Shane Atkinson’s “LaRoy,” a crime thriller laced with dark comedy, swept three major prizes at the 49th edition of the Deauville American Film Festival.
The movie, which marks Atkinson’s feature debut and showcases Coen brothers influences, won the Grand Prize, the Audience Award and the Critics Award. It stars John Magaro as Ray, who decides to kill himself after discovering his wife has been cheating on him. But just before he pulls a trigger, a stranger takes him for a low-rent hitman. The movie was produced by the Cannes-based company Adastra Films and was acquired by a French distributor, ARP Selection, during the Deauville Film Festival. It previously opened at the Tribeca Film Festival.
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The Jury Prize, meanwhile was shared by two films, Sean Price Williams’ “The Sweet East” and Iranian-born director Babak Jalali’s “Fremont.” “The Sweet East” marks the feature debut of Price, a well-established cinematographer whose credits include “Good Time.” The film is a coming of age following a high school student (Talia Ryder) who runs away while on a school trip and hits the road. It world premiered at Cannes’ Directors Fortnight.
“Fremont,” meanwhile, is a black-and-white film that tells the story of Donya, a young woman working at a Chinese fortune cookie factory in the San Francisco bay. In his speech in Deauville, Jalali paid tribute to the genuine performance of Anaita Wali Zada, a real-life Afghan refugee, who had never acted before and stars opposite Jeremy Allen White. The movie bowed at Sundance and is represented by Memento International.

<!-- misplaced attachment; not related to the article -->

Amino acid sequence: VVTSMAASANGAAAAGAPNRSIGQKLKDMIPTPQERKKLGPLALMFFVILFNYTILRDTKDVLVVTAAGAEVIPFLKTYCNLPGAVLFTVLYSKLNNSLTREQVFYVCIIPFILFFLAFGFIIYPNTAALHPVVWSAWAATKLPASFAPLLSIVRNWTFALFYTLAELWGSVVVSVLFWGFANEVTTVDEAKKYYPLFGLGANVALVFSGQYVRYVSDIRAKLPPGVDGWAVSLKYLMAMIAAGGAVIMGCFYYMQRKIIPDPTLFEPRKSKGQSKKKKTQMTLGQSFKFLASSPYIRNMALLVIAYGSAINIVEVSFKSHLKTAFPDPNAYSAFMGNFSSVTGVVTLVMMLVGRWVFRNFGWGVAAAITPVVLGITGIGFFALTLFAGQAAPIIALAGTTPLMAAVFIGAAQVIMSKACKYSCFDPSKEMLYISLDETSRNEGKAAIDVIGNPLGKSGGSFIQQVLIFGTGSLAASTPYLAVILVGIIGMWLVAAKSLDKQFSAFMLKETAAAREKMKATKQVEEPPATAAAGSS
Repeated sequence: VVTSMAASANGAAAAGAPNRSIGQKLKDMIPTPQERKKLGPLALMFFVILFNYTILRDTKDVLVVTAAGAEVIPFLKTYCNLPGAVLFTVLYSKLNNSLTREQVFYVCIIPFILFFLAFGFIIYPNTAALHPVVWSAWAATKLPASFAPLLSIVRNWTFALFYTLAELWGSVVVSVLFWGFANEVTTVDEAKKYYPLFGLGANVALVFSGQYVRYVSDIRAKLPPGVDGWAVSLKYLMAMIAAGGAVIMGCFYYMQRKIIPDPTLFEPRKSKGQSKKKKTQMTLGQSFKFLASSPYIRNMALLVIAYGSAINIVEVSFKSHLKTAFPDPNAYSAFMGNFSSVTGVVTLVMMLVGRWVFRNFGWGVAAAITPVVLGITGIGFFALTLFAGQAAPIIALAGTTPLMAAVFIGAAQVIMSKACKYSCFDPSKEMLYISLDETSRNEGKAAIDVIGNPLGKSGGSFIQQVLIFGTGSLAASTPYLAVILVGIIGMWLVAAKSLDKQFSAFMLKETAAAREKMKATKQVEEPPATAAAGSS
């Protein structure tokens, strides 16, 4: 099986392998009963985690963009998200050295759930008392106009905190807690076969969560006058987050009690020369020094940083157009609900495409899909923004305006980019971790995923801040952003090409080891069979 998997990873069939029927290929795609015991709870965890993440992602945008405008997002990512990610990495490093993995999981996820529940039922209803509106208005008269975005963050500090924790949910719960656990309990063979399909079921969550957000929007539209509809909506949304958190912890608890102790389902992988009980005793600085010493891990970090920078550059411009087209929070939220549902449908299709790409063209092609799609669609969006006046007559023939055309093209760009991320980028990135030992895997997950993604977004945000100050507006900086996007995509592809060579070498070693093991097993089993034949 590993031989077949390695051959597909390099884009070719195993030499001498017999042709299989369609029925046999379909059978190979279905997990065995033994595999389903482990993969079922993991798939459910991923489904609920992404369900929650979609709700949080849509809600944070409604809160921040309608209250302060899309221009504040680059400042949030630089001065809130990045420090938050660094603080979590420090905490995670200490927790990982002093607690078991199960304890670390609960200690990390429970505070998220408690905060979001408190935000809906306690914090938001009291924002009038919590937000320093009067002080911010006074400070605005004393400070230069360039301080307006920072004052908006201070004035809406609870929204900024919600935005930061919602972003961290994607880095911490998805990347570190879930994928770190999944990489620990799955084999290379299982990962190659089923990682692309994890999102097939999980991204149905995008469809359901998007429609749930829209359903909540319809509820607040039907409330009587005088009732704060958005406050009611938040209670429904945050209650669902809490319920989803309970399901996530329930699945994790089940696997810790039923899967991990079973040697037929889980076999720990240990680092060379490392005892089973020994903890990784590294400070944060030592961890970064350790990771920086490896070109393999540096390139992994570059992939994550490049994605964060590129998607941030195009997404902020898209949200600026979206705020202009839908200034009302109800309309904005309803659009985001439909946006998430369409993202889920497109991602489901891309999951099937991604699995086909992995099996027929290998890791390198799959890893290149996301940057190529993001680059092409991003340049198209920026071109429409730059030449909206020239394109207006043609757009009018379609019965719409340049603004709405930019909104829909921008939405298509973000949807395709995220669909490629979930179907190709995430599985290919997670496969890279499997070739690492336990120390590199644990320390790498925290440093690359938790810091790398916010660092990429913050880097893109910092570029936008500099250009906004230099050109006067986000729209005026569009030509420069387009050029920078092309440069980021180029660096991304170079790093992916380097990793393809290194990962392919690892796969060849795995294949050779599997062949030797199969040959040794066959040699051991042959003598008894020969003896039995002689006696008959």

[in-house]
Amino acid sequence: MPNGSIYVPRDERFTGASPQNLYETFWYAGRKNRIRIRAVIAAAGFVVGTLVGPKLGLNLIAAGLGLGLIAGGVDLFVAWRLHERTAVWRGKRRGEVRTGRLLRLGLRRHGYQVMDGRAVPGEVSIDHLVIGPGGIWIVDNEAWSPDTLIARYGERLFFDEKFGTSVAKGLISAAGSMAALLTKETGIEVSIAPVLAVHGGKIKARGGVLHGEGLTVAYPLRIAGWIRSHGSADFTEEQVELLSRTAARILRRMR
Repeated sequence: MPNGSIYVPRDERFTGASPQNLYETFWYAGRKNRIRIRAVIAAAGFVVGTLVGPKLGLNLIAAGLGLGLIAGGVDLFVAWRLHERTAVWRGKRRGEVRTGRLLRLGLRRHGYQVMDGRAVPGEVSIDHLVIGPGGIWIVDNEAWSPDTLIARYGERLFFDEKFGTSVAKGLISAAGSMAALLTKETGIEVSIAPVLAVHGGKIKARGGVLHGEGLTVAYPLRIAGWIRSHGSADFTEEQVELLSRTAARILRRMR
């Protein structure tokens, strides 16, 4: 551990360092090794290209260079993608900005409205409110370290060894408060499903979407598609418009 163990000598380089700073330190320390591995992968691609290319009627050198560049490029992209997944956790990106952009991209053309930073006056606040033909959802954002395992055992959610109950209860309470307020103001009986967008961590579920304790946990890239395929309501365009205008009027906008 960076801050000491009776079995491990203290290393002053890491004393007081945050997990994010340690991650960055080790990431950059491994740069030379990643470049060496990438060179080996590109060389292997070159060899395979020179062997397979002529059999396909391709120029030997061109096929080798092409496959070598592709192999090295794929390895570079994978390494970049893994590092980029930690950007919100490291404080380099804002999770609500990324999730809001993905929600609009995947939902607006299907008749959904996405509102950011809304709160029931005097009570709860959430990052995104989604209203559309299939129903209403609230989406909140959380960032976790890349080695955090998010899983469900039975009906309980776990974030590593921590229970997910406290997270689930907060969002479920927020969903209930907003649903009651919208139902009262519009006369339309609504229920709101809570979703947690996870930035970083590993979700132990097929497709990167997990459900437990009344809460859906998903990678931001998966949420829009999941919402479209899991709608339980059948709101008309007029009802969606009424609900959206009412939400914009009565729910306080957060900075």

This year’s competition jury was presided over by popular French actor-director Guillaume Canet, and included screenwriter-novelist Anne Berest, filmmakers Stephane Bak, Laure de Clermont-Tonnerre and Alexandre Aja, actors Marina Hands and Rebecca Marder, music composer-singer Yodelice and screenwriter-director Lea Mysius.
“The Sweet East” also won the Revelation Prize from a separate jury presided over by Mélanie Thierry. The competition, which is spearheaded by artistic director Bruno Barde, included nine feature debuts. The lineup boasted Hannah Peterson’s “The Graduates,” Joanna Arnow’s feature debut “The Feeling That the Time for Doing Something Has Passed,” and John Trengove’s “Manodrome” starring Jesse Eisenberg and Adrien Brody, among others.
The d’Ornano-Valenti Award, which honors a French-language film playing in Deauville, was given to Delphine Deloget’s “All to Play For” a heart-wrenching drama starring Virginie Efira as a single mother whose world falls appart after her son is placed in a foster home. The movie also stars Félix Lefebvre and Arieh Worthalter.
While American actors didn’t attend the festival due to the SAG-AFTRA strike, all but two directors in competition turned up at the Normandie-set festival. Todd Haynes was also on hand for the gala screening of “May December” alongside his producers Christine Vachon and Sophie Mas, and gave a speech for the tribute to Deauville honoree Natalie Portman.
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